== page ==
An emphatic commitment to support growth recovery

Updated: Oct 10, 2020 1:16 PM

Overall, we expect the evolving growth inflation dynamics to open space for more cuts during 2020-21, potentially starting in December.

The RBI now expect GDP to contract 9.5% or more in 2020-21, with further downside risks.The RBI now expect GDP to contract 9.5% or more in 2020-21, with further downside risks.

By Siddhartha Sanyal

The policy communication was emphatic to convey the RBI’s commitment to support growth recovery. The MPC’s hands were virtually tied as regards the policy rates given the prevalent CPI prints. Unsurprisingly, the committee voted unanimously for a status quo on rates. However, the guidance to “continue with the accommodative stance of monetary policy as long as necessary – at least during the current financial year and into the next year – to revive growth on a durable basis” came in as an unusually strong and explicit commitment to support growth recovery; five of the six MPC members supported this stance.

The next MPC move is a cut; potentially in 2020 itself

The MPC rightly decided to look through the current inflation hump which it believes to be transient – a view we completely agree with! Indeed, surge in CPI of late largely reflected supply disruptions, and not demand overheating. The benign wholesale price inflation (WPI) readings also support that view. Even the high core inflation optics reflects large contributions from items like precious metals. Overall, CPI inflation is set to head sub-4% during Q4 2020-21.

The RBI now expect GDP to contract 9.5% or more in 2020-21, with further downside risks. We indeed see downside risks to the RBI’s GDP forecasts, including for the forecast of 9.8% contraction during the July-September quarter. Overall, we expect the evolving growth inflation dynamics to open space for more cuts during 2020-21, potentially starting in December. While the early-summer rate cuts targeted immediate cushion, subsequent cuts will target maximum effectiveness to boost recovery in activities.

Strong support for bonds

The RBI’s decision today to increase the quantum of weekly OMOs and to conduct OMOs on state government bonds should provide meaningful comfort to the gilt market. These measures, along with the extension of HTM till March 2022, should help easing concerns about illiquidity and market’s absorptive capacity for government borrowing in the coming months. However, given the potentially rising government borrowing, continued RBI support might be needed to keep bond yields anchored.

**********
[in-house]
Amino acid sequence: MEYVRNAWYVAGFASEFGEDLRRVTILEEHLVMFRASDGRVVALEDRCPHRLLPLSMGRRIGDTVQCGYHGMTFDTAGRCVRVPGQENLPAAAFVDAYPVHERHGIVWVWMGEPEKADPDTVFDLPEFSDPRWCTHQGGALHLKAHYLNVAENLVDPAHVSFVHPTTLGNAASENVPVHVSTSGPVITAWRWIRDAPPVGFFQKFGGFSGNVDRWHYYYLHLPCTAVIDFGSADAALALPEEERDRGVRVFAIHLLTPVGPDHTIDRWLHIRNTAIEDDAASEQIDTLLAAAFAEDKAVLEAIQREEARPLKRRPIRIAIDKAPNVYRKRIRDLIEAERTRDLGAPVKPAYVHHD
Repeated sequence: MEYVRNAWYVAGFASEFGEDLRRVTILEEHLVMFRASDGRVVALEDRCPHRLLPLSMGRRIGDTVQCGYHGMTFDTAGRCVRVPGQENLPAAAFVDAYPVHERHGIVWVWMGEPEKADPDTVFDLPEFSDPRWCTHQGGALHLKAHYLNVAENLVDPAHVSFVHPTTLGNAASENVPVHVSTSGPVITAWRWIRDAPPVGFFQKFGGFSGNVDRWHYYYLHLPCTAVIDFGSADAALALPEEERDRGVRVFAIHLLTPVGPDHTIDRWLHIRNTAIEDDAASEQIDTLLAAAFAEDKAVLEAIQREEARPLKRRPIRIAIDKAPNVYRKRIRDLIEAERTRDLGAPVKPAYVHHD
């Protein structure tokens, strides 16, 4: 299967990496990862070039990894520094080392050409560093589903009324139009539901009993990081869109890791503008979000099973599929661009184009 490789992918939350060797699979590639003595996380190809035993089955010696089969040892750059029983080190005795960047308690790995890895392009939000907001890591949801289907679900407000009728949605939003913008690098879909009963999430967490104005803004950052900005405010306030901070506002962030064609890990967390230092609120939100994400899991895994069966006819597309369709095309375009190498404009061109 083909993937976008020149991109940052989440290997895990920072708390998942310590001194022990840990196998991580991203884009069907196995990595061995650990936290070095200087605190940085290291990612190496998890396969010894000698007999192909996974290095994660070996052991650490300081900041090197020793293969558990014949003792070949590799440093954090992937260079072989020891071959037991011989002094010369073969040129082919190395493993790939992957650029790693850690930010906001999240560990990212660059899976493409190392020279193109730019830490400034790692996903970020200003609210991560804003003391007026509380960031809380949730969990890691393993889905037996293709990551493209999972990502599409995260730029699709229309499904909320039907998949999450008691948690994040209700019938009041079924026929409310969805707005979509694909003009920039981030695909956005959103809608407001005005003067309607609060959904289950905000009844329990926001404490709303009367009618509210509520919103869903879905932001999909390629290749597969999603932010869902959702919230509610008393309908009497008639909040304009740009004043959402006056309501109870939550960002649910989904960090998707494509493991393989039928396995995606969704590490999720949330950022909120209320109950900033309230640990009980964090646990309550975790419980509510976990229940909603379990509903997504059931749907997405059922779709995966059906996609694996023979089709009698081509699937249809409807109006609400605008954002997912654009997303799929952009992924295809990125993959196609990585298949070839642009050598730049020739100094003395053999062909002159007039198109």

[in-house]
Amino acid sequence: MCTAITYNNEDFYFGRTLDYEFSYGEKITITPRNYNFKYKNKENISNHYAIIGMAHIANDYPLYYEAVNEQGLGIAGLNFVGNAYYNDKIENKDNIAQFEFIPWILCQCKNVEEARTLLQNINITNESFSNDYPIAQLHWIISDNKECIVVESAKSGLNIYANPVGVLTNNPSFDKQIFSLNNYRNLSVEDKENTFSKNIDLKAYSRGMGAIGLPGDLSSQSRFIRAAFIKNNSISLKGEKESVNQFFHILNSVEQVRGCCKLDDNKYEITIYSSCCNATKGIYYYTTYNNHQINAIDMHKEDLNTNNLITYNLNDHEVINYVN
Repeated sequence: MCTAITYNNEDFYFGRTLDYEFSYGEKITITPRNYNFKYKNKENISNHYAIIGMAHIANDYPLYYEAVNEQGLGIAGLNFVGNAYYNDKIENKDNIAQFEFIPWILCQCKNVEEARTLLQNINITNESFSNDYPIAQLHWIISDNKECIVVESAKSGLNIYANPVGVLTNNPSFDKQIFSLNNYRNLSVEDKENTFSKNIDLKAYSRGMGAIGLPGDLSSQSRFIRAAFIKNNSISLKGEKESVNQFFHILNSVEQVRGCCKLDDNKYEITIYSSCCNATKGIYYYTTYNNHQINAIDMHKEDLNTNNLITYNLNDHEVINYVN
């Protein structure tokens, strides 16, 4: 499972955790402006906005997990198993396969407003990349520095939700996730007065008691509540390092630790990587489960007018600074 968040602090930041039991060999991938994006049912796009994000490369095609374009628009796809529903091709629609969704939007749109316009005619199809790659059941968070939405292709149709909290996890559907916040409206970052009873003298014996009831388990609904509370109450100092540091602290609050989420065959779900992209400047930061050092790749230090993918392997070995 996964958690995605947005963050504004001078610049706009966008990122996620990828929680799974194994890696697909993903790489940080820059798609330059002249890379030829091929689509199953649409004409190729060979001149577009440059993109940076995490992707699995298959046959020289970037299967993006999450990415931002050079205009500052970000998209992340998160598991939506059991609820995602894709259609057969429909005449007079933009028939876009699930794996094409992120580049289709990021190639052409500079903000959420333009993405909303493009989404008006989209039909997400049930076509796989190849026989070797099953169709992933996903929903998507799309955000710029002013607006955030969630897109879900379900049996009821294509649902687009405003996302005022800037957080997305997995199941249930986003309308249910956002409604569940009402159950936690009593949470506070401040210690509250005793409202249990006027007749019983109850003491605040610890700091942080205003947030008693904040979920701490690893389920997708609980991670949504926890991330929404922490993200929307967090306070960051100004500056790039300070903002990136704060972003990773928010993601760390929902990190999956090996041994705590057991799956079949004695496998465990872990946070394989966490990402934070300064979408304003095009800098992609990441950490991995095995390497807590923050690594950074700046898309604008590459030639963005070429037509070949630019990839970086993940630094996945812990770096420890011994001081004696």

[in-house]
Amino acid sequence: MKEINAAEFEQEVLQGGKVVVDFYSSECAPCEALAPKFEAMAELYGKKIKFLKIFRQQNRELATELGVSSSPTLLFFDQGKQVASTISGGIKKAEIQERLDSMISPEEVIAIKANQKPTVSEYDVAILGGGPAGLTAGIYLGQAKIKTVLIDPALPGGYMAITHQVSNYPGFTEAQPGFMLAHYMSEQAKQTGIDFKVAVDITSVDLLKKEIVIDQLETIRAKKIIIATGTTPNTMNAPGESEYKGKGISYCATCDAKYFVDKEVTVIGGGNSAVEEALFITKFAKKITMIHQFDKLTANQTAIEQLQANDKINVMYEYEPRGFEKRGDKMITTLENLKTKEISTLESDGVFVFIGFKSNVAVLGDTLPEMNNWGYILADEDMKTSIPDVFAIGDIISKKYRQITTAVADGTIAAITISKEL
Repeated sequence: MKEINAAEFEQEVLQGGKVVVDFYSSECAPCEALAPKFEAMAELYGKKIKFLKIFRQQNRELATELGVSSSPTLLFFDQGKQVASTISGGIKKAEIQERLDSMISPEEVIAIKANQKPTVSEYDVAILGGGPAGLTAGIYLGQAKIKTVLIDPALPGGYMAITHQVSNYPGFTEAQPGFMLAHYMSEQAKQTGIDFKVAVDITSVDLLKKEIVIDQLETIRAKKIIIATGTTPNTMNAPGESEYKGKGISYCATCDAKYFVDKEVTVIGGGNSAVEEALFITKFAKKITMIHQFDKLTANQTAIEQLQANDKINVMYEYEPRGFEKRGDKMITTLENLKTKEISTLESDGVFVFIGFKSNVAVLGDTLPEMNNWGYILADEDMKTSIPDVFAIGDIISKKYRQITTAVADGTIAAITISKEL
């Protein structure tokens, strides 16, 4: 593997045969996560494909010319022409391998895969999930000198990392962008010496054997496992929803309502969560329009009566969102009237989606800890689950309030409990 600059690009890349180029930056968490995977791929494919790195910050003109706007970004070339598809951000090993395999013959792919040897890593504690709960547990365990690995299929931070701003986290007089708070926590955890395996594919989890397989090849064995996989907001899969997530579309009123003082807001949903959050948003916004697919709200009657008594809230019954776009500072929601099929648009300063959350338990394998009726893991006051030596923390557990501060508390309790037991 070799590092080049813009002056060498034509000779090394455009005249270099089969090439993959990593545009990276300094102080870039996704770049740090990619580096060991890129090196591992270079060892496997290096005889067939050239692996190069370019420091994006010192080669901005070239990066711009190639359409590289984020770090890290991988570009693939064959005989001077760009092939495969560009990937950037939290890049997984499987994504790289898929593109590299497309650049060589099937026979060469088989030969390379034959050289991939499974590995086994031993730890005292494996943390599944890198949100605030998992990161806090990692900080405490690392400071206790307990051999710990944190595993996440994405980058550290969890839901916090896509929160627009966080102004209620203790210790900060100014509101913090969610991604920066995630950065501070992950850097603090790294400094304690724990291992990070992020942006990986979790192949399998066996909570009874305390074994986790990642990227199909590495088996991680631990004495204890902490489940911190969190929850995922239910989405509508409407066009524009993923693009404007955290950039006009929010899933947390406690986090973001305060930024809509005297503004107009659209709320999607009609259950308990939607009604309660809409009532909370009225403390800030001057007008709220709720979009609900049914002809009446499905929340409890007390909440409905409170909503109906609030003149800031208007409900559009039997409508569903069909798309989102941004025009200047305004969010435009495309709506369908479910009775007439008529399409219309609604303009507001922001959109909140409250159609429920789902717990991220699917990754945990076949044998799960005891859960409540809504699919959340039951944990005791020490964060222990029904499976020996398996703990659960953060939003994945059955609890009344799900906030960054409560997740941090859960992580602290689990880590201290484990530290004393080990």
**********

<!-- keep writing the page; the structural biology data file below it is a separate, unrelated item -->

One feels that policymakers may consider (a) elongating the maturity profile of the government’s liabilities, especially given the current low interest rates, and (b) issuing larger quantum of securities in the benchmark 10-year bucket to ensure better liquidity in this segment, apart from (c) stepping up overall quantum of OMO purchase during H2 2020-21. In this context, while the RBI refrained from announcing an OMO calendar, the mention of conducting “market operations in the form of outright and special open market operations” should be comforting.

Regulatory changes encouraging

Introduction of the “on-tap” TLTRO should provide financial intermediaries meaningful flexibility as regards quantum and timing of their borrowing through this window. One feels TLTROs can play a major role in supporting near-term economic activities. Steps such as (a) rationalision of risk weights on housing loans and (b) expanding the ambit of co-origination model through inclusion of all NBFCs, including HFCs, are also welcome moves.

Going ahead, we foresee continued support from policymakers towards revival of economic activities, including in the lower end of the economic pyramid such as MSMEs, affordable housing, and microfinance. Some of these segments have started turning a corner, and with reasonable policy support, can attain further resilience and growth. That will not only offer immediate cushion to a large number of relatively less privileged people, but will also reduce the need for further fiscal support for these segments over the medium term.

(Author is chief economist and head of research in Bandhan Bank. Views are personal. The author thanks Sourav Sarkar and Rahul Singh for their assistance)

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